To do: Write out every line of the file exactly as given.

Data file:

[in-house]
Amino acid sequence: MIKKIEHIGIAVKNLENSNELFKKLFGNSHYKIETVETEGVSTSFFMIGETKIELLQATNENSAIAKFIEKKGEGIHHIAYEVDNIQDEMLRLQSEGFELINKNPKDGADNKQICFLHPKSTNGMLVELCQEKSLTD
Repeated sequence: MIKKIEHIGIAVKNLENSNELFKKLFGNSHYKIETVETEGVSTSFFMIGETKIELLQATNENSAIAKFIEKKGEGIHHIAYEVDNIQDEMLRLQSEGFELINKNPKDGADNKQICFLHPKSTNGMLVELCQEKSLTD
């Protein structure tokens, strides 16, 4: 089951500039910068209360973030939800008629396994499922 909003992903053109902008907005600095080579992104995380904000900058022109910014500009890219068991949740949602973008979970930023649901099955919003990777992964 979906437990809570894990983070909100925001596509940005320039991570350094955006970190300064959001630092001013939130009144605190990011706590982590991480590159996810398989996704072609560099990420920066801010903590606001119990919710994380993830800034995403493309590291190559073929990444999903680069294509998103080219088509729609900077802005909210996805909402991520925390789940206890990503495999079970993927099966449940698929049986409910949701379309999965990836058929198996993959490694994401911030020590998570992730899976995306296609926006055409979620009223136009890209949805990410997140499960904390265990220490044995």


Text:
[in-house]
Amino acid sequence: MIKKIEHIGIAVKNLENSNELFKKLFGNSHYKIETVETEGVSTSFFMIGETKIELLQATNENSAIAKFIEKKGEGIHHIAYEVDNIQDEMLRLQSEGFELINKNPKDGADNKQICFLHPKSTNGMLVELCQEKSLTD
Repeated sequence: MIKKIEHIGIAVKNLENSNELFKKLFGNSHYKIETVETEGVSTSFFMIGETKIELLQATNENSAIAKFIEKKGEGIHHIAYEVDNIQDEMLRLQSEGFELINKNPKDGADNKQICFLHPKSTNGMLVELCQEKSLTD
């Protein structure tokens, strides 16, 4: 089951500039910068209360973030939800008629396994499922 909003992903053109902008907005600095080579992104995380904000900058022109910014500009890219068991949740949602973008979970930023649901099955919003990777992964 979906437990809570894990983070909100925001596509940005320039991570350094955006970190300064959001630092001013939130009144605190990011706590982590991480590159996810398989996704072609560099990420920066801010903590606001119990919710994380993830800034995403493309590291190559073929990444999903680069294509998103080219088509729609900077802005909210996805909402991520925390789940206890990503495999079970993927099966449940698929049986409910949701379309999965990836058929198996993959490694994401911030020590998570992730899976995306296609926006055409979620009223136009890209949805990410997140499960904390265990220490044995």